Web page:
Retired NRC manager leaves impressive environmental legacy

Newly retired NRC farm monitoring manager Dennis Wright (right) with Ngararatunua dairy farm Ken Finlayson, who has hugely reduced both water usage and effluent.
Newly retired NRC farm monitoring manager Dennis Wright (right) with Ngararatunua dairy farm Ken Finlayson, who has hugely reduced both water usage and effluent.

Dennis Wright has hung up his gumboots after 17 years as the Northland Regional Council's farm monitoring manager, but he will not soon be forgotten.

The council says Mr Wright has left a dairy effluent reduction model that could prove to be an impressive environmental and economic legacy.

Trials had been completed over the last four years on farms at Brynderwyn, Hukerenui, Waipapa and Ngararatunua (near Ruatangata), while a range of initiatives promoted by Mr Wright had also helped improve water quality by significantly reducing farms' water use and discharges of treated effluent to water.

Collectively the four trial farms had reduced water use by roughly 15,000 cubic metres (15 million litres), and had cut the amount of wastewater generated by almost 16,800 cubic metres (16.8 million litres).

"The two best-performing farms in the trial reduced their water use by roughly half and the others by roughly a third," Mr Wright said.

"Data collected at two of the four farms showed that they also managed to cut the effluent volume generated by roughly half."

The dairy industry continued to spend many millions of dollars on projects aimed at mitigating adverse environmental effects and improving its image, and the trials proved that with a few simple, cost-effective changes, it was possible to tackle issues related to water extraction and point source effluent management.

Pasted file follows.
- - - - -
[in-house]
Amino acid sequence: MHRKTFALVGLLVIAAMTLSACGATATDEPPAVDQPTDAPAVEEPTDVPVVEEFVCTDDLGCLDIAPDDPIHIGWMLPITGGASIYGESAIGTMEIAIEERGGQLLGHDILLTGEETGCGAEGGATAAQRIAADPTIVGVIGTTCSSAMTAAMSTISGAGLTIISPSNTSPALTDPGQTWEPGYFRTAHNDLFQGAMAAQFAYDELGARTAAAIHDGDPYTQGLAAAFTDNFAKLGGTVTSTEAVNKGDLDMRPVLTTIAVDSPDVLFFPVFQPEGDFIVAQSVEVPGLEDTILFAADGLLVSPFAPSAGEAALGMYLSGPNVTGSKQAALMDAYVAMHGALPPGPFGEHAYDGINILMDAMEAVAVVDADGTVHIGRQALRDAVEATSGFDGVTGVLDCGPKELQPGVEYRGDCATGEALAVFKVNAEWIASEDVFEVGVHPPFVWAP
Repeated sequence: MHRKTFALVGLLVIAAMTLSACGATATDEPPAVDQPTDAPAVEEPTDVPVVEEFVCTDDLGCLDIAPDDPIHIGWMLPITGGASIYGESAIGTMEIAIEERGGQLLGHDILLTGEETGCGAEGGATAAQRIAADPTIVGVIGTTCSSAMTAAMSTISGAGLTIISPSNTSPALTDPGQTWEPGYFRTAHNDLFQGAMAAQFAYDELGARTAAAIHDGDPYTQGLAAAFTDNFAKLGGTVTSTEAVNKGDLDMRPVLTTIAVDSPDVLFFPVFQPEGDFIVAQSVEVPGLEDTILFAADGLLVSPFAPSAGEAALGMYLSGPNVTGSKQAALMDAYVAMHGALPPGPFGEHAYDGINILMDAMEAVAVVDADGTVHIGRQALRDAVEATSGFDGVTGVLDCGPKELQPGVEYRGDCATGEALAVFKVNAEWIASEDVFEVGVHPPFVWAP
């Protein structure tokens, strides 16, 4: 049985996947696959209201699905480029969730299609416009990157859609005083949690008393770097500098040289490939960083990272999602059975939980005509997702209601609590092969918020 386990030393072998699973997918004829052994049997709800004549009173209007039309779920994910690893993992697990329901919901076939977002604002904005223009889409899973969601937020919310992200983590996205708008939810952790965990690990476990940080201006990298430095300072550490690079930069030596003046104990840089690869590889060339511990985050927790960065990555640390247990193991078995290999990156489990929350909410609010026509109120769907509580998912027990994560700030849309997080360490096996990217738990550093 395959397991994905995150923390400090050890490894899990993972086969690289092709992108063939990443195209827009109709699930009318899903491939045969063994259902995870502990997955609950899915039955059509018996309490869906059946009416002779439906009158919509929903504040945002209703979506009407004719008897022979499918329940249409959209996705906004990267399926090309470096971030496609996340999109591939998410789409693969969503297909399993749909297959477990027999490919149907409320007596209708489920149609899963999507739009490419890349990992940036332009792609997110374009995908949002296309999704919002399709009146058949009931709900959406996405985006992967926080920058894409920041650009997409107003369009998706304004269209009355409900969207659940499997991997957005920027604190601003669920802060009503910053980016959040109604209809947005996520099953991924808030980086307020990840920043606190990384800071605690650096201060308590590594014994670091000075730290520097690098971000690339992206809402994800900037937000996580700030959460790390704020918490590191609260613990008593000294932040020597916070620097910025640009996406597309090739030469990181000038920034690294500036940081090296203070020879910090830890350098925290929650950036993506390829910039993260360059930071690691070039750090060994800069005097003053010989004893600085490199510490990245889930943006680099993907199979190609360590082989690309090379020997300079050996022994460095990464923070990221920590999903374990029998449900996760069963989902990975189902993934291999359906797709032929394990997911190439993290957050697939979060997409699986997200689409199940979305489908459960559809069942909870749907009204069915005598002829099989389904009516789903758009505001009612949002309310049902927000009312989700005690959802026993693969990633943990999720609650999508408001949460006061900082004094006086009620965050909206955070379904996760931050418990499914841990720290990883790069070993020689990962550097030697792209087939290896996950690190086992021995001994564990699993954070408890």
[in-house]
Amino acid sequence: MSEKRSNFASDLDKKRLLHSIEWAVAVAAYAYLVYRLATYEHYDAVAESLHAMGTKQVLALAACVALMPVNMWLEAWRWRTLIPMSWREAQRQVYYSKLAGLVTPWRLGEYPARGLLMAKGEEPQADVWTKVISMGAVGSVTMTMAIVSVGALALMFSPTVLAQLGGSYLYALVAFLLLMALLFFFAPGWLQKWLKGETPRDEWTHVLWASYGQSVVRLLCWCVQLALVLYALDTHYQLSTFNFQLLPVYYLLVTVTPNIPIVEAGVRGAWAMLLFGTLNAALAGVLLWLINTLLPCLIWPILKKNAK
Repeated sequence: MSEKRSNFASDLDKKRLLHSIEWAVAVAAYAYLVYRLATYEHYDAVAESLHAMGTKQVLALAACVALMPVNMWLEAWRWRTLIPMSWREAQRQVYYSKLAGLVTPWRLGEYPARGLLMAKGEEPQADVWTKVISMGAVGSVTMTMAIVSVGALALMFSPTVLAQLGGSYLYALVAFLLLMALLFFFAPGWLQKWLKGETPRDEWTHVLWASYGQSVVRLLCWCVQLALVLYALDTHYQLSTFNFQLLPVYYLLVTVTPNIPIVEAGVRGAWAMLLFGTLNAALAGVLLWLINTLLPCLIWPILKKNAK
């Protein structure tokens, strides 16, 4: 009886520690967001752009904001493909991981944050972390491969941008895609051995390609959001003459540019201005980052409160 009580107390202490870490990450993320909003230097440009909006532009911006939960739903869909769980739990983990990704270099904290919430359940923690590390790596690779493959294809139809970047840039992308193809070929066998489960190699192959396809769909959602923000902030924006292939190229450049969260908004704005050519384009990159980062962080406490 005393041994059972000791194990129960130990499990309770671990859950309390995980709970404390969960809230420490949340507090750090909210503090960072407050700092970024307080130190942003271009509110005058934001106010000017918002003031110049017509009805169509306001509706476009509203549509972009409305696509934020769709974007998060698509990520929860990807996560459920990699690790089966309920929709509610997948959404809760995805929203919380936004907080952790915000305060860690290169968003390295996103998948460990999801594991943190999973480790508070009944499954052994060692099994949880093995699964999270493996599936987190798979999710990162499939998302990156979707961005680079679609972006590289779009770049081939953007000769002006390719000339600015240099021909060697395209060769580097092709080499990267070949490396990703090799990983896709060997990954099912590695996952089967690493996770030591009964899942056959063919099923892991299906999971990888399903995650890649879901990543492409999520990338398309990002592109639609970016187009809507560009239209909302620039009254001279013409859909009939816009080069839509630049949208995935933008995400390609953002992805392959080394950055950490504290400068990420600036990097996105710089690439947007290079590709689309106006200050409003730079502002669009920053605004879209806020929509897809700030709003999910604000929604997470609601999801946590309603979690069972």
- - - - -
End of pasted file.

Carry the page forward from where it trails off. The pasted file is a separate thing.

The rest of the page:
"This not only improves environmental performance, but can result in significant reduction in on-farm operating costs," he said.

Central to the trials had been the use of water meters to measure actual use at different points around the dairy, installation of more water-efficient cleaning nozzles, and diverting as much clean stormwater as practicable away from the treatment ponds.

Other initiatives on some farms included changing from water to electric-driven yard backing gates, and using recycled effluent to clean their dairy yards.

Ken Finlayson, who milks 780 Friesians on 300ha at Ngararatunua, said since moving into a new dairy shed three years ago he had almost halved his water use, largely though changing nozzles on hoses, the farm dairy bridge and D-gate, by capturing plant wash water and recycling through a yard wash system.

"We're saving about 5.4 million litres of water per dairy season, which equates to usage of about 27 litres per cow per day on average," he said. Typical standard industry usage is about 70 litres per cow per day.

Apart from the obvious environmental benefits — it was much easier to be compliant without handling such large volumes of effluent — the fact that he would not need to pay for an additional effluent storage pond had saved him about $80,000.

Mr Wright said the the idea for the effluent reduction project stemmed from his own frustration that co-operative and willing Northland farmers could still find it difficult to comply with their resource consent conditions.

- Northland Age

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